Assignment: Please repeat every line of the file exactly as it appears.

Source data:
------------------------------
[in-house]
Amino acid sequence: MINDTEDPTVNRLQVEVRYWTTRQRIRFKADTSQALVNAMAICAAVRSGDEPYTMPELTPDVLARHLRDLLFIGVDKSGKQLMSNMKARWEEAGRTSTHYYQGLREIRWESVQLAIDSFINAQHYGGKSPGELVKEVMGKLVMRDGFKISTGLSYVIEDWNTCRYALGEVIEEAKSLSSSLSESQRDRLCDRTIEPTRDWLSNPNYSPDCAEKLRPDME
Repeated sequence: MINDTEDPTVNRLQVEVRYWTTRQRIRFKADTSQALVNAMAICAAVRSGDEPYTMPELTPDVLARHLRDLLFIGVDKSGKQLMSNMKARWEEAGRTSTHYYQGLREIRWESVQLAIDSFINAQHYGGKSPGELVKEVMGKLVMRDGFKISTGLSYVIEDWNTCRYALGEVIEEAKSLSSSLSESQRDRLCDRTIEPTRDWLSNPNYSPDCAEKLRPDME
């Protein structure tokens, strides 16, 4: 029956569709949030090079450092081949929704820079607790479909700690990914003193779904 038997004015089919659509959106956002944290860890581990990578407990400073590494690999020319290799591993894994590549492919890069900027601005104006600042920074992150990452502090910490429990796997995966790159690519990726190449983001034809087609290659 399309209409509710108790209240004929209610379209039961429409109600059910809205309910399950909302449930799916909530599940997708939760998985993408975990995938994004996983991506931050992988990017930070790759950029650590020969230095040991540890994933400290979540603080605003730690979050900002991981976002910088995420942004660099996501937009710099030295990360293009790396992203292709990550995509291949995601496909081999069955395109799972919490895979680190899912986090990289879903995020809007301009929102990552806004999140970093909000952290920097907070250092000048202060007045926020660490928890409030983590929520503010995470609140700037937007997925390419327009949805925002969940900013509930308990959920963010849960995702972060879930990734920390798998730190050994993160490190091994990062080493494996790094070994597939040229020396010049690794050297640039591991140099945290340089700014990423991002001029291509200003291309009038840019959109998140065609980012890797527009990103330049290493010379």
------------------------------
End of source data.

[in-house]
Amino acid sequence: MINDTEDPTVNRLQVEVRYWTTRQRIRFKADTSQALVNAMAICAAVRSGDEPYTMPELTPDVLARHLRDLLFIGVDKSGKQLMSNMKARWEEAGRTSTHYYQGLREIRWESVQLAIDSFINAQHYGGKSPGELVKEVMGKLVMRDGFKISTGLSYVIEDWNTCRYALGEVIEEAKSLSSSLSESQRDRLCDRTIEPTRDWLSNPNYSPDCAEKLRPDME
Repeated sequence: MINDTEDPTVNRLQVEVRYWTTRQRIRFKADTSQALVNAMAICAAVRSGDEPYTMPELTPDVLARHLRDLLFIGVDKSGKQLMSNMKARWEEAGRTSTHYYQGLREIRWESVQLAIDSFINAQHYGGKSPGELVKEVMGKLVMRDGFKISTGLSYVIEDWNTCRYALGEVIEEAKSLSSSLSESQRDRLCDRTIEPTRDWLSNPNYSPDCAEKLRPDME
């Protein structure tokens, strides 16, 4: 029956569709949030090079450092081949929704820079607790479909700690990914003193779904 038997004015089919659509959106956002944290860890581990990578407990400073590494690999020319290799591993894994590549492919890069900027601005104006600042920074992150990452502090910490429990796997995966790159690519990726190449983001034809087609290659 399309209409509710108790209240004929209610379209039961429409109600059910809205309910399950909302449930799916909530599940997708939760998985993408975990995938994004996983991506931050992988990017930070790759950029650590020969230095040991540890994933400290979540603080605003730690979050900002991981976002910088995420942004660099996501937009710099030295990360293009790396992203292709990550995509291949995601496909081999069955395109799972919490895979680190899912986090990289879903995020809007301009929102990552806004999140970093909000952290920097907070250092000048202060007045926020660490928890409030983590929520503010995470609140700037937007997925390419327009949805925002969940900013509930308990959920963010849960995702972060879930990734920390798998730190050994993160490190091994990062080493494996790094070994597939040229020396010049690794050297640039591991140099945290340089700014990423991002001029291509200003291309009038840019959109998140065609980012890797527009990103330049290493010379």